South African Rock Art

Rock art of northern Europe is of great interest to me because of my roots, but unfortunately there are not many really good photo resources available online. So, when sorting through old bookmarks and coming across an article from a Finnish media site, YLE, about South African rock art, I became quite enthralled. This inspired me to dig further and find a wealth of beautiful material to study.

First, back to the article, which states that South African rock art is said to be one of the most complicated rock arts in the world. The research into this sophisticated ancient art form is considered very important in the post-apartheid era. […] South Africa is the cradle of humankind, the place where our very first ancestors lived. The oldest human skulls found in the area are more than two million years old. The oldest piece of art ever found on earth, a piece of ochre that was only found last year, is 77 thousand years old, says Dr. Benjamin Smith, the director of the Rock Art Research Institute, University of the Witwatersrand in Johannesburg, South Africa.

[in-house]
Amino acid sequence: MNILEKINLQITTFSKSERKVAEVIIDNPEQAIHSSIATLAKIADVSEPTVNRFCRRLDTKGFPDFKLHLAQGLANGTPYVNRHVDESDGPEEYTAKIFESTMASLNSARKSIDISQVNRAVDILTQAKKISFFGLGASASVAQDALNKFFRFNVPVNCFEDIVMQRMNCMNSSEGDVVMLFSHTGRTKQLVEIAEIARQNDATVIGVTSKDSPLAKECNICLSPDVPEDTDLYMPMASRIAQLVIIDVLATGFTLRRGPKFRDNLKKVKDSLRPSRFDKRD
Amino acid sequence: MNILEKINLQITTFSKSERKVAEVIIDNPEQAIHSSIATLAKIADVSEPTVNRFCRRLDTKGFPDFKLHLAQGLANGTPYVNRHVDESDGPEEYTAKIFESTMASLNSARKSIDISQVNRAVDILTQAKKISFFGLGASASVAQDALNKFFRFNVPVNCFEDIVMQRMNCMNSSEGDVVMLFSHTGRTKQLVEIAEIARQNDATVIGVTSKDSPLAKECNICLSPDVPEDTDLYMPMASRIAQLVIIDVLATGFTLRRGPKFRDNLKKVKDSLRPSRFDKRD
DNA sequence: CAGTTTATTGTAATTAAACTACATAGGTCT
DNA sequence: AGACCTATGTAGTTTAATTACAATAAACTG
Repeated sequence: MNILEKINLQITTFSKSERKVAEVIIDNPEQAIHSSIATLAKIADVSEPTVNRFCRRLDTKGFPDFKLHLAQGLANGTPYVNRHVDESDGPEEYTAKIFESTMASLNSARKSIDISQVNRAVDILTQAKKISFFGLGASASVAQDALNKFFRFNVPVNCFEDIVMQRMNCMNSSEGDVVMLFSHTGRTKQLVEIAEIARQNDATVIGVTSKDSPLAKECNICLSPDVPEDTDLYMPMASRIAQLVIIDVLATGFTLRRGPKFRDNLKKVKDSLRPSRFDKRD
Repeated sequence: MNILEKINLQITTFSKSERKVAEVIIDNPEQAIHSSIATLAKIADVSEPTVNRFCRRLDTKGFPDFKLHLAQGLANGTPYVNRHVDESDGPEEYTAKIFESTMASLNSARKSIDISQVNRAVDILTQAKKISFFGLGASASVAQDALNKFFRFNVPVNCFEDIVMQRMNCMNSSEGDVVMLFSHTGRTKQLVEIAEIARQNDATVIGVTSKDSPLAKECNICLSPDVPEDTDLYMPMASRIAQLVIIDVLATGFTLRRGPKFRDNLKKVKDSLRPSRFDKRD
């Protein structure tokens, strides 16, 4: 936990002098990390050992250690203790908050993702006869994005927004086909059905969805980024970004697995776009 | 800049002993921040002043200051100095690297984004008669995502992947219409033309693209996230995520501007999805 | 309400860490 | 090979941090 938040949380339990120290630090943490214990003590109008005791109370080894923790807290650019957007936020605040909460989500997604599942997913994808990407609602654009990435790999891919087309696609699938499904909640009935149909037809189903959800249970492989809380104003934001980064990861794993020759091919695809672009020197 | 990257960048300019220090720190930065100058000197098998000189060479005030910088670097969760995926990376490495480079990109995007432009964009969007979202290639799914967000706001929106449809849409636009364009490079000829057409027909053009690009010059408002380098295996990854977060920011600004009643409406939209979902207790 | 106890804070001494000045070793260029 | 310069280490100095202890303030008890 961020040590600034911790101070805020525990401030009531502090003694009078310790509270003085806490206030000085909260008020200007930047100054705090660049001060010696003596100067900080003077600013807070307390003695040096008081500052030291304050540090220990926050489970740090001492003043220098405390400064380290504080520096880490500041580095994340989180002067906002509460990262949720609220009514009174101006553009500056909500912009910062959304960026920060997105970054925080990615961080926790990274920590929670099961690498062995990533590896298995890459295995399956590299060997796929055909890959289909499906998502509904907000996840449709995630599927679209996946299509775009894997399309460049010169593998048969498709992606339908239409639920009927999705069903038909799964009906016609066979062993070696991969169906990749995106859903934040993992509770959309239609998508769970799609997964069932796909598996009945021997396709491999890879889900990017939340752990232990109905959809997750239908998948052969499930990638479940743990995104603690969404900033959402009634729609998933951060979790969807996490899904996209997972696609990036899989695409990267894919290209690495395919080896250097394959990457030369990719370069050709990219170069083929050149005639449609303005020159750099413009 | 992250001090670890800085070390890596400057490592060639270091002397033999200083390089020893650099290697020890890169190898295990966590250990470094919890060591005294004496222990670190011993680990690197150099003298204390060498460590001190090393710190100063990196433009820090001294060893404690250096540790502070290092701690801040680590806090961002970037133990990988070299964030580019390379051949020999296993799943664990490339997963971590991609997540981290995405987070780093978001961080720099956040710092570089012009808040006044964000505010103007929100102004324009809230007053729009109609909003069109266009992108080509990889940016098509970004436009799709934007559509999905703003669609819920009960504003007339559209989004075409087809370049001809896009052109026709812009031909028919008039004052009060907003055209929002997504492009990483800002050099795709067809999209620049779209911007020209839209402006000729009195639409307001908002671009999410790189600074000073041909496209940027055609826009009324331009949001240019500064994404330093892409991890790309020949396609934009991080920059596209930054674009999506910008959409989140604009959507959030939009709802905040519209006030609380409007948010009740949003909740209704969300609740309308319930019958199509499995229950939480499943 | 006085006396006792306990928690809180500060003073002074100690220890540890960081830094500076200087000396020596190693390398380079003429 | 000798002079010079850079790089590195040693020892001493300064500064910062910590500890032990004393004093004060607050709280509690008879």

What is amazing when you view these images is how very sophisticated these works are. We have learned that rock art tells a wholly different story than the old history books written by white colonialists who wiped out the ancient local histories in South Africa ( and many other countries). Dr. Smith’s view is that archeology has a key role to play in making history relevant in South Africa.

The rural areas are the poorest in South Africa. Sustainable rock art tourism could help the people living there. The South African government has given large sums of money to build the guided tour centers. The work is done by local people, using traditional building techniques. Showing people that rock art is not just culturally valuable, but can also provide living to those living in rural areas, is the best way to protect the ancient art of South Africa.

Here are a few more related links:
Metropolitan Museum of Art
more images
Bradshaw Foundation, a vast site with images and writings about Tanzania, Namibia, West Central Africa, Niger and many other countries in the world. I just found it today and will be busy poring over this resource!

May 31, 2004 in Rock Art & Archaeology by Marja-Leena